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HUMOUR IN ADVERTISING
UK’s ad industry is quick with the jokes as Prime Minister resigns
By our News Team | 2022
Fast-food brands Burger King and KFC were among those to quickly poke fun at controversial outgoing PM Boris Johnson.
When Britain’s Prime Minister, Boris Johnson, announced his resignation late last week, brands in the country were quick to capitalise on the sensational news.
Johnson has had a torrid time of late, after being caught out lying and hosting parties in contravention of lockdown regulations – among other things.
Fast-food brand Burger King was one of those who was quick off the mark. Not long after the (soon to be ex) PM’s announcement, it sent a van with a giant billboard to roam the streets around Westminster in London, which is where Parliament is located and other government buildings such as the Prime Minister’s residence at 10 Downing Street.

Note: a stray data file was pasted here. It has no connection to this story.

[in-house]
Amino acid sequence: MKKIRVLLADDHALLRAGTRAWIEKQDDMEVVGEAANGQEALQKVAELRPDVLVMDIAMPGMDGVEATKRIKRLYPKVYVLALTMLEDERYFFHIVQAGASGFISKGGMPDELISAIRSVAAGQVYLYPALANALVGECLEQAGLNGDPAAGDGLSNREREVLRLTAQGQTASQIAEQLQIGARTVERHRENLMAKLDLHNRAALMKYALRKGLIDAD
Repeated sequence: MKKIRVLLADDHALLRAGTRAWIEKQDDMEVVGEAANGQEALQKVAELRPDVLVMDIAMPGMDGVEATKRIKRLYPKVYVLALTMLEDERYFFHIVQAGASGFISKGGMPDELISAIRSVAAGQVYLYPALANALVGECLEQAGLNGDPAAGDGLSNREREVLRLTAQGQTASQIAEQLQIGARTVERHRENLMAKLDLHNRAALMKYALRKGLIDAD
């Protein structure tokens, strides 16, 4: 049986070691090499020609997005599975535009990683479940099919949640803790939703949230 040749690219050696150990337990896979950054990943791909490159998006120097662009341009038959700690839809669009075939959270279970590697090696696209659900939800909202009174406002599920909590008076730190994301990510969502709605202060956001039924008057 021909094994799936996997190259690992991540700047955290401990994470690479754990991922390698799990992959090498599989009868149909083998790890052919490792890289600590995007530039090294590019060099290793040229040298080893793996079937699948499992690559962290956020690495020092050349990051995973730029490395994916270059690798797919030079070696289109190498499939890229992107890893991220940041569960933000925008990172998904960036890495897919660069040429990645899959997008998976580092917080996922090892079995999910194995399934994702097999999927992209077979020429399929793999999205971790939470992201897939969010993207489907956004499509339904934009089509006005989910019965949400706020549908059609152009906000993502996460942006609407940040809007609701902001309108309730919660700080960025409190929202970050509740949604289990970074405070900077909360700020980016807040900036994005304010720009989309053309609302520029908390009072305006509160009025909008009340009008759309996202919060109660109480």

Photo via Burger King
The billboard was emblazoned with the copy: “Turns out there is such a thing as too many Whoppers.” A Whopper is, of course, the famous Burger King hamburger, while a “whopper” is common UK slang for a big lie.
As an added dig, the copy was in the shape of a number 10, referring to Johnson’s Downing Street address.
The Colonel also seizes the opportunity
Also looking to get in on the advertising action was another fast-food brand, KFC. It decided to play on the fact that more 50 members of parliament (MPs) representing Johnson’s own party had themselves resigned in an effort to force the Prime Minister’s resignation.
KFC and its agency created a series of fake ‘job’ ads on social media with copy such as: “Former cabinet minister? We’re hiring.”
The brand even developed a bespoke KFC job website (since removed) purporting to offer jobs around the Westminster area. The opening copy stated: “If you’d prefer to work in a warm, welcoming environment with supportive and trustworthy leadership, we’re always looking for people.”
Johnson, with his ‘shaggy dog’ hairstyle, was the butt of many jokes during his term in office. Even with his departure, the ad industry ensured the jokes kept coming.
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